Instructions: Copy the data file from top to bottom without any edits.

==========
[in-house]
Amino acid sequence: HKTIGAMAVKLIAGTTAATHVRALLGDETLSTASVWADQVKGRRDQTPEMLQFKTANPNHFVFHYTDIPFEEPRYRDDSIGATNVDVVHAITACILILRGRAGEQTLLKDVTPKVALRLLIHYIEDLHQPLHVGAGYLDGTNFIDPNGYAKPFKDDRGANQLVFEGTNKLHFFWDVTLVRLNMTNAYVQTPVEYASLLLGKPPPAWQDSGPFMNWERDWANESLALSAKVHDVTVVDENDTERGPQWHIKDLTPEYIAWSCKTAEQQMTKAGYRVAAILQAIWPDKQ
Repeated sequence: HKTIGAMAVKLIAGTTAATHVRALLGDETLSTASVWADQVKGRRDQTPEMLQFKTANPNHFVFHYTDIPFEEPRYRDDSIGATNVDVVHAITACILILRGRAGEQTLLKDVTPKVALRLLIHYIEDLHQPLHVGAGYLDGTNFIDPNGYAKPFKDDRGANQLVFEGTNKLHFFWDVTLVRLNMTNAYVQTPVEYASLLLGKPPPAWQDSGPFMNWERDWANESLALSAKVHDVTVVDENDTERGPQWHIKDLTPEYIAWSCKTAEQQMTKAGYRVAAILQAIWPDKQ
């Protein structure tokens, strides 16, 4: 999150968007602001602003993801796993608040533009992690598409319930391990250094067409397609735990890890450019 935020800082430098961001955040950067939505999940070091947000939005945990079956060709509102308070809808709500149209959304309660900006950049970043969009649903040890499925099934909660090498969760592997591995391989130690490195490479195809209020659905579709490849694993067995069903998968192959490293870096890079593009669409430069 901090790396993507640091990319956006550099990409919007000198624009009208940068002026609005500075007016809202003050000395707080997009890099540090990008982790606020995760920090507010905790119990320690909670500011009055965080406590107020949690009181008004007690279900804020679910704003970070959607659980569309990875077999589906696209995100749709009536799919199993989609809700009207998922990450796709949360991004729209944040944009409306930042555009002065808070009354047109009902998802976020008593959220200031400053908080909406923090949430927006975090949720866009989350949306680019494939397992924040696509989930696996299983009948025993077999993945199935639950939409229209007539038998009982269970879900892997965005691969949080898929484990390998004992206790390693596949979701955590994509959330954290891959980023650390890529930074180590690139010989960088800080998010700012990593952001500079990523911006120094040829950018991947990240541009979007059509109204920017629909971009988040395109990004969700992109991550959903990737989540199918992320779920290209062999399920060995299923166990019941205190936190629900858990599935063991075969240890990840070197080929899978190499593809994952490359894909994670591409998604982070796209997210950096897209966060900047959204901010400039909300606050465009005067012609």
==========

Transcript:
[in-house]
Amino acid sequence: HKTIGAMAVKLIAGTTAATHVRALLGDETLSTASVWADQVKGRRDQTPEMLQFKTANPNHFVFHYTDIPFEEPRYRDDSIGATNVDVVHAITACILILRGRAGEQTLLKDVTPKVALRLLIHYIEDLHQPLHVGAGYLDGTNFIDPNGYAKPFKDDRGANQLVFEGTNKLHFFWDVTLVRLNMTNAYVQTPVEYASLLLGKPPPAWQDSGPFMNWERDWANESLALSAKVHDVTVVDENDTERGPQWHIKDLTPEYIAWSCKTAEQQMTKAGYRVAAILQAIWPDKQ
Repeated sequence: HKTIGAMAVKLIAGTTAATHVRALLGDETLSTASVWADQVKGRRDQTPEMLQFKTANPNHFVFHYTDIPFEEPRYRDDSIGATNVDVVHAITACILILRGRAGEQTLLKDVTPKVALRLLIHYIEDLHQPLHVGAGYLDGTNFIDPNGYAKPFKDDRGANQLVFEGTNKLHFFWDVTLVRLNMTNAYVQTPVEYASLLLGKPPPAWQDSGPFMNWERDWANESLALSAKVHDVTVVDENDTERGPQWHIKDLTPEYIAWSCKTAEQQMTKAGYRVAAILQAIWPDKQ
């Protein structure tokens, strides 16, 4: 999150968007602001602003993801796993608040533009992690598409319930391990250094067409397609735990890890450019 935020800082430098961001955040950067939505999940070091947000939005945990079956060709509102308070809808709500149209959304309660900006950049970043969009649903040890499925099934909660090498969760592997591995391989130690490195490479195809209020659905579709490849694993067995069903998968192959490293870096890079593009669409430069 901090790396993507640091990319956006550099990409919007000198624009009208940068002026609005500075007016809202003050000395707080997009890099540090990008982790606020995760920090507010905790119990320690909670500011009055965080406590107020949690009181008004007690279900804020679910704003970070959607659980569309990875077999589906696209995100749709009536799919199993989609809700009207998922990450796709949360991004729209944040944009409306930042555009002065808070009354047109009902998802976020008593959220200031400053908080909406923090949430927006975090949720866009989350949306680019494939397992924040696509989930696996299983009948025993077999993945199935639950939409229209007539038998009982269970879900892997965005691969949080898929484990390998004992206790390693596949979701955590994509959330954290891959980023650390890529930074180590690139010989960088800080998010700012990593952001500079990523911006120094040829950018991947990240541009979007059509109204920017629909971009988040395109990004969700992109991550959903990737989540199918992320779920290209062999399920060995299923166990019941205190936190629900858990599935063991075969240890990840070197080929899978190499593809994952490359894909994670591409998604982070796209997210950096897209966060900047959204901010400039909300606050465009005067012609």